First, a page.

As much as I have learned from Kip, I would love for him to engage us here on this particular aspect of the battle; I don’t want to assume I know what his comments meant.

And besides, I think it's entirely possible he might have something he can learn from us.

Valley Girl's picture
Submitted by Valley Girl on

I asked Kip- he sent me this

Just in case it isn't clear what I intended to say about Planned Parenthood’s 11th hour decision to oppose the Senate health “reform” bill, let me offer some background on my relation with Planned Parenthood. Planned Parenthood is a member of Health Care for America Now and played a key role in getting HCAN started. A decade ago my wife and I listed Planned Parenthood of MN and the Dakotas among the beneficiaries of our will and have, until just last year, annually given Planned Parenthood at all its levels several hundred dollars a year. We care about many issues, but abortion rights is among our highest priorities. (We have listed only one other organization in our will – a local legal aid office, because I used to be a staff attorney with the New York Legal Aid Society).

Universal coverage through a single-payer system is also a huge priority for us. About 18 months ago, shortly after we discovered Planned Parenthood Federation’s role in forming HCAN and its membership in HCAN, we wrote the Planned Parenthood Federation and stated we would give no more money to the Federation if they didn't get out of HCAN or persuade HCAN to stop trashing single-payer and stop supporting an insurance industry bailout. We also wrote Planned Parenthood of MN and the Dakotas and made the same demand: If they didn't get out of Take Action MN, the HCAN affiliate here, or persuade Take Action to stop trashing single-payer and stop supporting an insurance industry bailout, we would stop making annual contributions and, moreover, we would cut them out of our will. We have a meeting set for next Monday morning with one of the PP of MN and Dakotas' officers to discuss exactly this issue.

So, to make it crystal clear what I meant to say about Planned Parenthood, here is a revised version of the sentence in my comment at FDL: "The damage done to the freedom to choose an abortion since June should add to our outrage about the House and Senate health care ‘reform’ bills. But progressives should have opposed these bills prior to the addition of the Stupak amendment to the House bill. HCAN founding member Planned Parenthood should not have waited until access to abortions was restricted before deciding to oppose the Senate bill. I urge anyone who is thinking about giving money to any HCAN member organization, including Planned Parenthood, to refuse to do so until it gets out of HCAN or persuades HCAN to stop opposing single-payer and stop supporting an insurance industry bailout. If this seems harsh, consider how easy it would be for Planned Parenthood to regain our support. We're not even demanding that Planned Parenthood support single-payer, God forbid. All we're asking is that they get out of HCAN if they can't persuade HCAN to stop trashing single-payer and to stop supporting a bailout for the insurance industry."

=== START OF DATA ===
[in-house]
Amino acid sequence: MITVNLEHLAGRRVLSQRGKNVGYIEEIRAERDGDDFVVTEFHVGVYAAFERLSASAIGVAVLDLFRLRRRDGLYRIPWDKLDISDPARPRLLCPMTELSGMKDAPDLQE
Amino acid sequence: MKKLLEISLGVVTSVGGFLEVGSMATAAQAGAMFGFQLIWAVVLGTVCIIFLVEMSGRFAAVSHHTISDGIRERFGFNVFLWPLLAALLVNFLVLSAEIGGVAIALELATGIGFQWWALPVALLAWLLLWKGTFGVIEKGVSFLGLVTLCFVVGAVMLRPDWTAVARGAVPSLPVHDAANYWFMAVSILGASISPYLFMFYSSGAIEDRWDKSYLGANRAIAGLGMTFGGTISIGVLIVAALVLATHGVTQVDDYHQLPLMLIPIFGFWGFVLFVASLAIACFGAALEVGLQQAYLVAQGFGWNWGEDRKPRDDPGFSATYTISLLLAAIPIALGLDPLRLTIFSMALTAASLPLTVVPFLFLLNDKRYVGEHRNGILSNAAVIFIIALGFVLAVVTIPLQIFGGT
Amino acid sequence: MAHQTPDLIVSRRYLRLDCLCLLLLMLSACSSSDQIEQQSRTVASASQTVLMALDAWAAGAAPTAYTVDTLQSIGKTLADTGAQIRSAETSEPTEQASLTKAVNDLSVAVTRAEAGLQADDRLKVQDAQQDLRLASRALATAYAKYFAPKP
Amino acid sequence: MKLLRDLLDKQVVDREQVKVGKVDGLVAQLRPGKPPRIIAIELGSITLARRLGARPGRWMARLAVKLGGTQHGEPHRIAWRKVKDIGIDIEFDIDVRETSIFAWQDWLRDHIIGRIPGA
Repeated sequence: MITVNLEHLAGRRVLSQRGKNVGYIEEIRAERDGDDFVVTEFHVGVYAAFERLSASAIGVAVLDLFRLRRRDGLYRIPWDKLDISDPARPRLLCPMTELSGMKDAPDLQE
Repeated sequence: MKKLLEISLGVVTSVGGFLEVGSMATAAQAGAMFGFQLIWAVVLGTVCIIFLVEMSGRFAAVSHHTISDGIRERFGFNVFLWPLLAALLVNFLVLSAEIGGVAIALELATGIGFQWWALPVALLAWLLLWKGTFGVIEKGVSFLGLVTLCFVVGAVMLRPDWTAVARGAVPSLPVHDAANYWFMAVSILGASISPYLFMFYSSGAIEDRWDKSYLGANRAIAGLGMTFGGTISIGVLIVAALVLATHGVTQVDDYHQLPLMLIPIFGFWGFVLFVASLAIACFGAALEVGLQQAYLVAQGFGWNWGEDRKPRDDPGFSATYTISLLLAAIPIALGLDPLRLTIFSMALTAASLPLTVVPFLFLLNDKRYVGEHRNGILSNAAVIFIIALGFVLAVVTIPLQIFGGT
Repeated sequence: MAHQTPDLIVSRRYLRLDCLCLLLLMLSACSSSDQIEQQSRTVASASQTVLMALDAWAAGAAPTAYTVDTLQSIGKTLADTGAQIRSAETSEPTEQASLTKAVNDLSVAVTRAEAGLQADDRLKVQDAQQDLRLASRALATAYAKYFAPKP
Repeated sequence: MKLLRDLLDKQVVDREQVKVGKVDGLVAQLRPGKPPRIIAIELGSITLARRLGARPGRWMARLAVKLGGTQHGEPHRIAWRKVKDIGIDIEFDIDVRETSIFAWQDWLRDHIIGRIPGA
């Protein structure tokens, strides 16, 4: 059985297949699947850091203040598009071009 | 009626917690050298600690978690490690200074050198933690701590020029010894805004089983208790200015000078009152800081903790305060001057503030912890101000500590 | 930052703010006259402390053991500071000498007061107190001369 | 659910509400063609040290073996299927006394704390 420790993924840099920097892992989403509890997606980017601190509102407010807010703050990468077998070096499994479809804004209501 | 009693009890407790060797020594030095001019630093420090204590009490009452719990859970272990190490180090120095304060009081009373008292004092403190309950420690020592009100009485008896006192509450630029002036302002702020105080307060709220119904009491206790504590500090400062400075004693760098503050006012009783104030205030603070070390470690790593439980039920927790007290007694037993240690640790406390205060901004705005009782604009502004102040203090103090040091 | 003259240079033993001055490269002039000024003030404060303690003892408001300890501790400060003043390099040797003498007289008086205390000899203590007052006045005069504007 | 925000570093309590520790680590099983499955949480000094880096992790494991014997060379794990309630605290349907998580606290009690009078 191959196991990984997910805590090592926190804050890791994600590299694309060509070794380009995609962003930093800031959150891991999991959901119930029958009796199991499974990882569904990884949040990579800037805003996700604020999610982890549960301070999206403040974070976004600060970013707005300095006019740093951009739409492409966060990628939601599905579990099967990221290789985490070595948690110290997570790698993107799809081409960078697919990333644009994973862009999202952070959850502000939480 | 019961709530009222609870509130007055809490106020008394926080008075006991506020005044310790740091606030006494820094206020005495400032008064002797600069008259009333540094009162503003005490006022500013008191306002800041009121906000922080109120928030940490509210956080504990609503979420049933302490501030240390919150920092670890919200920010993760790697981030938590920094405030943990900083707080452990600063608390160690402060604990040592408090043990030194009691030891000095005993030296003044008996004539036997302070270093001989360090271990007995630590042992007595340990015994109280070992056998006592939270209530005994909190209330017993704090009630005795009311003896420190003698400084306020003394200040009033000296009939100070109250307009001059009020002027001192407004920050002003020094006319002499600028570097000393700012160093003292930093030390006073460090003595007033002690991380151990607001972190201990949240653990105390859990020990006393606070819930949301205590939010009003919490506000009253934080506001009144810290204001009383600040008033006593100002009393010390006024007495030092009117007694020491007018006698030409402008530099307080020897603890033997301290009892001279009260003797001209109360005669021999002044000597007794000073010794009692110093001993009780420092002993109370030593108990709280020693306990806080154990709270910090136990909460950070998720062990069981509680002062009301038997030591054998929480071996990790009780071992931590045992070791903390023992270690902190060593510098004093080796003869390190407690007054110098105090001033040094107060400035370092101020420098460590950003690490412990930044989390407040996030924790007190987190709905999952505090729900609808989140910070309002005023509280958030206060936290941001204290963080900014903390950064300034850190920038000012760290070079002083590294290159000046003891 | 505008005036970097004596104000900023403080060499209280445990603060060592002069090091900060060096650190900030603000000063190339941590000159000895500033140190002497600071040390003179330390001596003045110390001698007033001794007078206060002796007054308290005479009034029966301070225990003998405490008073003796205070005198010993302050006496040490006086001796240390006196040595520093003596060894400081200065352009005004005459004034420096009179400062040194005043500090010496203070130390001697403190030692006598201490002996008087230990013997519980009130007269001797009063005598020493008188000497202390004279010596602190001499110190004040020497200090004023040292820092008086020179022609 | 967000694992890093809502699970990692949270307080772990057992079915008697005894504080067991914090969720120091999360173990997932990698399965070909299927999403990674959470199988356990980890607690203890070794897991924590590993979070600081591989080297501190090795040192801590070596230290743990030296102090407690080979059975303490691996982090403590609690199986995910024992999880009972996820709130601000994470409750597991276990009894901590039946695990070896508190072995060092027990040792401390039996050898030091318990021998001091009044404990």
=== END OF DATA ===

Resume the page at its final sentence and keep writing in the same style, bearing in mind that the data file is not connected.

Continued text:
madamab's picture
Submitted by madamab on

That is an excellent response!

I am very glad that he didn't mean it the way it sounded. Sometimes the written word is rather opaque.


Valhalla's picture
Submitted by Valhalla on

When someone suggested we simply ask Kip what he meant, I didn't volunteer because frankly, if it was standard "progressive" disgust for all things related to females, I just didn't want to know. I don't recommend or condone blissful denial (we've seen how grave the damage is that results from that), but after feeling so battered for 2 years now, I decided on this one thing yes, I was going to carve out a cave of denial for myself and just not risk another punch in the gut.

Thanks for wading in where I feared to tread, VG! I'm very glad to hear Kip's clarification, and I wholeheartedly agree, we shouldn ever have even gotten to the point where Stupak or Nelson should have come up. Ptooie on the lot of them.

Submitted by Anne on

And thanks to Kip for expanding on his original comments; it's more than refreshing to get that level of communication in response to a concern than to get bitch-slapped and screamed at for even asking.

madamab's picture
Submitted by madamab on

Unfortunately, in some circles, getting the latter response is far more common than getting the former.

Kip Sullivan is obviously a class act. I am always glad to be wrong in a case like this.